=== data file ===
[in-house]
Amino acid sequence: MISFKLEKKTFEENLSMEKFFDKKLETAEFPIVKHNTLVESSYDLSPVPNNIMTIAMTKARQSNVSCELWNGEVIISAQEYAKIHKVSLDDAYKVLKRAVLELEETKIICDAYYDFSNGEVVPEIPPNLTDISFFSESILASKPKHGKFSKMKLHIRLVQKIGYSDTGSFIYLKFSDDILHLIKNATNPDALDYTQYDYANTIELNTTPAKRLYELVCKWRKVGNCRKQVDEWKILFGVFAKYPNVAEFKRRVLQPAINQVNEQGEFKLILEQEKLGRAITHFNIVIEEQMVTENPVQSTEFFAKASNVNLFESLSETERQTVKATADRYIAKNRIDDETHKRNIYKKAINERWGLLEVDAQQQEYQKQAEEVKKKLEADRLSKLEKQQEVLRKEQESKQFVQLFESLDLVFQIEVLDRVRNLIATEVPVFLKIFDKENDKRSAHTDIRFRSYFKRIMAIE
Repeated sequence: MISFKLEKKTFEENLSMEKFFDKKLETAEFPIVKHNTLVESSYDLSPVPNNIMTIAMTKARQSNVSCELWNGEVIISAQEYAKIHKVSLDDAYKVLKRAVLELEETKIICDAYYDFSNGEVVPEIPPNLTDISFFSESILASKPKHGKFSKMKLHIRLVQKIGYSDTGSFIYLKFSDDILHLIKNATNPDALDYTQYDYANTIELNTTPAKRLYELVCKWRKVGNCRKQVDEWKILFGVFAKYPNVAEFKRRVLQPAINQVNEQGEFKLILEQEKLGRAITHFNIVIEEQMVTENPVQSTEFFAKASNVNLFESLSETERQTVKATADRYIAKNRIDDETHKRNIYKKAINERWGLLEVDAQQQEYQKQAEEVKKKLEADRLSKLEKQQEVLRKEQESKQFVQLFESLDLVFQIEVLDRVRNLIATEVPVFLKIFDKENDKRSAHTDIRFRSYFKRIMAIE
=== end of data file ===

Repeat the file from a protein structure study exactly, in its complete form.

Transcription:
[in-house]
Amino acid sequence: MISFKLEKKTFEENLSMEKFFDKKLETAEFPIVKHNTLVESSYDLSPVPNNIMTIAMTKARQSNVSCELWNGEVIISAQEYAKIHKVSLDDAYKVLKRAVLELEETKIICDAYYDFSNGEVVPEIPPNLTDISFFSESILASKPKHGKFSKMKLHIRLVQKIGYSDTGSFIYLKFSDDILHLIKNATNPDALDYTQYDYANTIELNTTPAKRLYELVCKWRKVGNCRKQVDEWKILFGVFAKYPNVAEFKRRVLQPAINQVNEQGEFKLILEQEKLGRAITHFNIVIEEQMVTENPVQSTEFFAKASNVNLFESLSETERQTVKATADRYIAKNRIDDETHKRNIYKKAINERWGLLEVDAQQQEYQKQAEEVKKKLEADRLSKLEKQQEVLRKEQESKQFVQLFESLDLVFQIEVLDRVRNLIATEVPVFLKIFDKENDKRSAHTDIRFRSYFKRIMAIE
Repeated sequence: MISFKLEKKTFEENLSMEKFFDKKLETAEFPIVKHNTLVESSYDLSPVPNNIMTIAMTKARQSNVSCELWNGEVIISAQEYAKIHKVSLDDAYKVLKRAVLELEETKIICDAYYDFSNGEVVPEIPPNLTDISFFSESILASKPKHGKFSKMKLHIRLVQKIGYSDTGSFIYLKFSDDILHLIKNATNPDALDYTQYDYANTIELNTTPAKRLYELVCKWRKVGNCRKQVDEWKILFGVFAKYPNVAEFKRRVLQPAINQVNEQGEFKLILEQEKLGRAITHFNIVIEEQMVTENPVQSTEFFAKASNVNLFESLSETERQTVKATADRYIAKNRIDDETHKRNIYKKAINERWGLLEVDAQQQEYQKQAEEVKKKLEADRLSKLEKQQEVLRKEQESKQFVQLFESLDLVFQIEVLDRVRNLIATEVPVFLKIFDKENDKRSAHTDIRFRSYFKRIMAIE